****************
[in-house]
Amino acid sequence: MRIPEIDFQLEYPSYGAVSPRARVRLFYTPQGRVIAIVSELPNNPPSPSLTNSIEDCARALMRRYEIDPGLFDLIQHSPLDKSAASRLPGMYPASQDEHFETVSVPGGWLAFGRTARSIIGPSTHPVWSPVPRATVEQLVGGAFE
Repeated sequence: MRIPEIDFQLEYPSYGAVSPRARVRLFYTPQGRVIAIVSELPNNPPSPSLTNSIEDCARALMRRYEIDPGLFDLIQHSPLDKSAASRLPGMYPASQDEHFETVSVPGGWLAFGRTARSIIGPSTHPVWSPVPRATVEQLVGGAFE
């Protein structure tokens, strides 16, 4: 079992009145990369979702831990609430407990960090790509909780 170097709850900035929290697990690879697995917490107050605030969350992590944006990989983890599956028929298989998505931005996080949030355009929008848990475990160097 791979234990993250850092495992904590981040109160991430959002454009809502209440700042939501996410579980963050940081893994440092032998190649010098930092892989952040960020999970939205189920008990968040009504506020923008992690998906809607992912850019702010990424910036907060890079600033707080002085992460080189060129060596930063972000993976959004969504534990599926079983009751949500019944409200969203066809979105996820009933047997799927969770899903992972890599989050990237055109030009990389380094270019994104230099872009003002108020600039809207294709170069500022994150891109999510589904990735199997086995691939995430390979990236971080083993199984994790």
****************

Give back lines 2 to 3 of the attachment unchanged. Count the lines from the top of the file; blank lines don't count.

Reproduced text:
Amino acid sequence: MRIPEIDFQLEYPSYGAVSPRARVRLFYTPQGRVIAIVSELPNNPPSPSLTNSIEDCARALMRRYEIDPGLFDLIQHSPLDKSAASRLPGMYPASQDEHFETVSVPGGWLAFGRTARSIIGPSTHPVWSPVPRATVEQLVGGAFE
Repeated sequence: MRIPEIDFQLEYPSYGAVSPRARVRLFYTPQGRVIAIVSELPNNPPSPSLTNSIEDCARALMRRYEIDPGLFDLIQHSPLDKSAASRLPGMYPASQDEHFETVSVPGGWLAFGRTARSIIGPSTHPVWSPVPRATVEQLVGGAFE